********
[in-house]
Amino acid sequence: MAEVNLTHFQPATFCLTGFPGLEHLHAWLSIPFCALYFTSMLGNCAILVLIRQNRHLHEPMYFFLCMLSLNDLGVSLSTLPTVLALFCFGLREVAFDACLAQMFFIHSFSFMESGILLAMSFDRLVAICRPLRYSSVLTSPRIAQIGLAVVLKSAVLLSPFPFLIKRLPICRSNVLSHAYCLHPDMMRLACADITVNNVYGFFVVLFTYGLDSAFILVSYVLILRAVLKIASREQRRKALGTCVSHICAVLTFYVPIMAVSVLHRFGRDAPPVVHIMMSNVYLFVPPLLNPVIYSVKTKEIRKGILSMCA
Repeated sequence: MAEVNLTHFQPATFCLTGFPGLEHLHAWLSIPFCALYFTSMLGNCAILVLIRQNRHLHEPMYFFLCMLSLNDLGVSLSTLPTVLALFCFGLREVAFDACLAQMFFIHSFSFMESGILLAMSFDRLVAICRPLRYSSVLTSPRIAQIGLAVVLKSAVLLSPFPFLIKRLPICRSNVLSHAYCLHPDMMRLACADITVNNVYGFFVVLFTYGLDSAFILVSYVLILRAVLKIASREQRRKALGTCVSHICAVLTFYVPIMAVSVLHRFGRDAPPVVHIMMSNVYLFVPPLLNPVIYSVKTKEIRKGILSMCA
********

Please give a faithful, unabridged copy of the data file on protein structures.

[in-house]
Amino acid sequence: MAEVNLTHFQPATFCLTGFPGLEHLHAWLSIPFCALYFTSMLGNCAILVLIRQNRHLHEPMYFFLCMLSLNDLGVSLSTLPTVLALFCFGLREVAFDACLAQMFFIHSFSFMESGILLAMSFDRLVAICRPLRYSSVLTSPRIAQIGLAVVLKSAVLLSPFPFLIKRLPICRSNVLSHAYCLHPDMMRLACADITVNNVYGFFVVLFTYGLDSAFILVSYVLILRAVLKIASREQRRKALGTCVSHICAVLTFYVPIMAVSVLHRFGRDAPPVVHIMMSNVYLFVPPLLNPVIYSVKTKEIRKGILSMCA
Repeated sequence: MAEVNLTHFQPATFCLTGFPGLEHLHAWLSIPFCALYFTSMLGNCAILVLIRQNRHLHEPMYFFLCMLSLNDLGVSLSTLPTVLALFCFGLREVAFDACLAQMFFIHSFSFMESGILLAMSFDRLVAICRPLRYSSVLTSPRIAQIGLAVVLKSAVLLSPFPFLIKRLPICRSNVLSHAYCLHPDMMRLACADITVNNVYGFFVVLFTYGLDSAFILVSYVLILRAVLKIASREQRRKALGTCVSHICAVLTFYVPIMAVSVLHRFGRDAPPVVHIMMSNVYLFVPPLLNPVIYSVKTKEIRKGILSMCA